The Centers for Disease Control and Prevention (CDC) recommended last week that Americans should choose to receive one of the two mRNA-based Covid-19 vaccines over Johnson & Johnson's single-dose shot, due to concerns about blood-clotting side effects. A panel of advisors to the CDC says that Moderna and Pfizer-BioNTech vaccines should now be the preferred choice for most adults.
“Today’s updated recommendation emphasizes CDC’s commitment to provide real-time scientific information to the American public. I continue to encourage all Americans to get vaccinated and boosted,” CDC director Rochelle Walensky said in a statement.
While both men and women reported the clotting side effect, the highest reporting rates were women in their 30s and 40s. The agency’s vaccine panel voted unanimously on December 16 to change its official recommendations.
Before making their decision, the CDC's Advisory Committee on Immunization Practices reviewed the latest data about a rare blood clotting syndrome called thrombosis with thrombocytopenia, which has been linked to the Johnson & Johnson’s Covid-19 vaccine. Since the J&J vaccine became available in 2020, around 16 million Americans have gotten the jab, according to CNN’s Maggie Fox. A total of 54 J&J recipients have been hospitalized, and nine people have died—seven women and two men. Though there are only a handful of cases of blood clotting for every million people vaccinated, the panel concluded the risk was too high.
Symptoms of blood clotting symptoms usually show up around nine days after vaccination, and most patients were hospitalized about five days later, reports Hannah Seo for Popular Science. After two weeks, people who received the J&J Covid-19 shot were unlikely to develop blood clots.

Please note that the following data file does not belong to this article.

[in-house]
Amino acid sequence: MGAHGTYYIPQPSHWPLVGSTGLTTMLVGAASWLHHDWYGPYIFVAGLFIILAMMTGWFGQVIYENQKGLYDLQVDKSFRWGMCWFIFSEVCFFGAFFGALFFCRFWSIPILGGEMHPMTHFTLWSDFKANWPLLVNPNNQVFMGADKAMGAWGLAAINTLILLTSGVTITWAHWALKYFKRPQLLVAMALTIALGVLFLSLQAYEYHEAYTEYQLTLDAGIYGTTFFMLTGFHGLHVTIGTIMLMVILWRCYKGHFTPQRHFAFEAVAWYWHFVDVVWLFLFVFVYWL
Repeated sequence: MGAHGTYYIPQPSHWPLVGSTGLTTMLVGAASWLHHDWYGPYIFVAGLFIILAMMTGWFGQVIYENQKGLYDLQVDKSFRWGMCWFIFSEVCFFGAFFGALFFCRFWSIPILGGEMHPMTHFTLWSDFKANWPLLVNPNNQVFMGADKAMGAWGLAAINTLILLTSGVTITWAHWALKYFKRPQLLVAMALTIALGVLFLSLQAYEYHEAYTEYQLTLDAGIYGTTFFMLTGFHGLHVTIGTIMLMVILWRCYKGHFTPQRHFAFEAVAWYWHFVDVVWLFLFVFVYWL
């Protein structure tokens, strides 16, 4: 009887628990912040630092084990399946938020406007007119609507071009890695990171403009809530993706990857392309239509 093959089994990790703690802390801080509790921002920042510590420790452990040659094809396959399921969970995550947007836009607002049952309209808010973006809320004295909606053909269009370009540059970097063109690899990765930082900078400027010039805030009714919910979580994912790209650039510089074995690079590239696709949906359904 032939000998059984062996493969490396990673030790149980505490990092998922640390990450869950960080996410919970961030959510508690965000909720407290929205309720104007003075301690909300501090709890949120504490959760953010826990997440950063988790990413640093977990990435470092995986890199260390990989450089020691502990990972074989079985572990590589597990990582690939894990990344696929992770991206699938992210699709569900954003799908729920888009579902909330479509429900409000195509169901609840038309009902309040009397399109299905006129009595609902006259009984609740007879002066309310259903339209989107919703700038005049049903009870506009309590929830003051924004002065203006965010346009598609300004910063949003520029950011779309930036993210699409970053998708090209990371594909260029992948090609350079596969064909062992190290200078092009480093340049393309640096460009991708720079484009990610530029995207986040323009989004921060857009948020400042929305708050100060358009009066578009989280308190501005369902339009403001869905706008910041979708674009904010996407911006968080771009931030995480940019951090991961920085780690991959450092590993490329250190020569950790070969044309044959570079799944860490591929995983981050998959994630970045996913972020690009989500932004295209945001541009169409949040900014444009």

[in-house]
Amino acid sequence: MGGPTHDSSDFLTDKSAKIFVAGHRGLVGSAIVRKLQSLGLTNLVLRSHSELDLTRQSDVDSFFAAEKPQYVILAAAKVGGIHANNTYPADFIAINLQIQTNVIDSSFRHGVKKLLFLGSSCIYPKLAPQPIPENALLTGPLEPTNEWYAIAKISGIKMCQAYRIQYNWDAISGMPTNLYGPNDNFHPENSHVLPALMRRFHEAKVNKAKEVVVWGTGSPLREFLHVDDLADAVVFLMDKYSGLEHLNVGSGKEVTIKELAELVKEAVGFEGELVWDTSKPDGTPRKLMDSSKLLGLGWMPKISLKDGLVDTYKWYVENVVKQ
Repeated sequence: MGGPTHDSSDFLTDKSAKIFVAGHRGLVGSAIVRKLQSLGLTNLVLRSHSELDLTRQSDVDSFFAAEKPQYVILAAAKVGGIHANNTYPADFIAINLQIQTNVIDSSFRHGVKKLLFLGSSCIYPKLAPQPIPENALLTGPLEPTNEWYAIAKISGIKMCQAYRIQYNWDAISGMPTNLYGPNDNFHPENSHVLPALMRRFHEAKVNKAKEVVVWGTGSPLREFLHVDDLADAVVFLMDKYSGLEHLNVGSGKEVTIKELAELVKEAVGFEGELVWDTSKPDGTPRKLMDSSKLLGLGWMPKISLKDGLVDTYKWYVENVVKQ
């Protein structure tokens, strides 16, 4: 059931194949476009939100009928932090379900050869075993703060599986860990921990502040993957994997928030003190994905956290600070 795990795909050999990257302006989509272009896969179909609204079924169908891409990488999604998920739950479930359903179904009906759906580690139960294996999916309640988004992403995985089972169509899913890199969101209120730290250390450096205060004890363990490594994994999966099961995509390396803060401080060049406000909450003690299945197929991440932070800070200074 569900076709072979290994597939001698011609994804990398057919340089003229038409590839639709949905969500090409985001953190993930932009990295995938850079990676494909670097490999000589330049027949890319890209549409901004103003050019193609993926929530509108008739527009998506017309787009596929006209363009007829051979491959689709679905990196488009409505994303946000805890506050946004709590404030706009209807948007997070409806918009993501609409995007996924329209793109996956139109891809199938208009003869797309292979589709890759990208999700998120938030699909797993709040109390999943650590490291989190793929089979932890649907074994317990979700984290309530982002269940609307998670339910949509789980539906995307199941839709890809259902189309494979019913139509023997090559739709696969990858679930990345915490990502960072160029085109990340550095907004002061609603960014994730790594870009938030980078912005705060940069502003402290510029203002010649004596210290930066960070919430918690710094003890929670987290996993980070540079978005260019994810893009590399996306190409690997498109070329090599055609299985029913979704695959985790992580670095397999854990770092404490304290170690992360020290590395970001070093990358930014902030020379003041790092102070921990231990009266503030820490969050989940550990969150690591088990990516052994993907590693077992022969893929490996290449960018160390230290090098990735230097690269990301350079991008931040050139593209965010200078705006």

Members of the panel also noted that J&J's vaccine is less effective in preventing Covid-19 than the other two authorized vaccines. Because the vaccine is a single dose that can be stored at higher temperatures than the mRNA vaccines, it has been praised for its usefulness in high-risk and hard-to-reach populations, reports Michael Erman for Reuters.
There are still cases when the Johnson & Johnson vaccine may still be preferable. Young men at risk for the rare heart condition myocarditis, which has been linked to mRNA vaccines, might still opt for the J&J jab.
In a statement Thursday, the CDC said that mRNA vaccine supply was abundant and “given the current state of the pandemic both here and around the world....receiving any vaccine is better than being unvaccinated.” The agency added that the Johnson & Johnson shot will still be available to anyone who is “unable or unwilling to receive an mRNA vaccine.”